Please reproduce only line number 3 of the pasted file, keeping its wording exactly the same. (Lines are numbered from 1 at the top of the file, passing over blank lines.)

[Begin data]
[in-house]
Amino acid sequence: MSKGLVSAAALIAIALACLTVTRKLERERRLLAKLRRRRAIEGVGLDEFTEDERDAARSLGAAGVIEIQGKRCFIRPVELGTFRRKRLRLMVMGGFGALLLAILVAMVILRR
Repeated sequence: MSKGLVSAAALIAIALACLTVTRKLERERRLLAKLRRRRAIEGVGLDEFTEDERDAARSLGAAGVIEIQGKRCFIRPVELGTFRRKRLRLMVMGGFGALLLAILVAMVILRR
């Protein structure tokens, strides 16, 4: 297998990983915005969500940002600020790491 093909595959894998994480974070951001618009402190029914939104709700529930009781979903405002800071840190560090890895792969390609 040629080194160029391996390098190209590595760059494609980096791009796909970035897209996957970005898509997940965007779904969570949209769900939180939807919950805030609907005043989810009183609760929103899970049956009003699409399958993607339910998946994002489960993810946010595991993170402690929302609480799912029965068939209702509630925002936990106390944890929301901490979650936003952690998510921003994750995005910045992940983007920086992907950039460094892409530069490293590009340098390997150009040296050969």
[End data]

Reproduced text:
Repeated sequence: MSKGLVSAAALIAIALACLTVTRKLERERRLLAKLRRRRAIEGVGLDEFTEDERDAARSLGAAGVIEIQGKRCFIRPVELGTFRRKRLRLMVMGGFGALLLAILVAMVILRR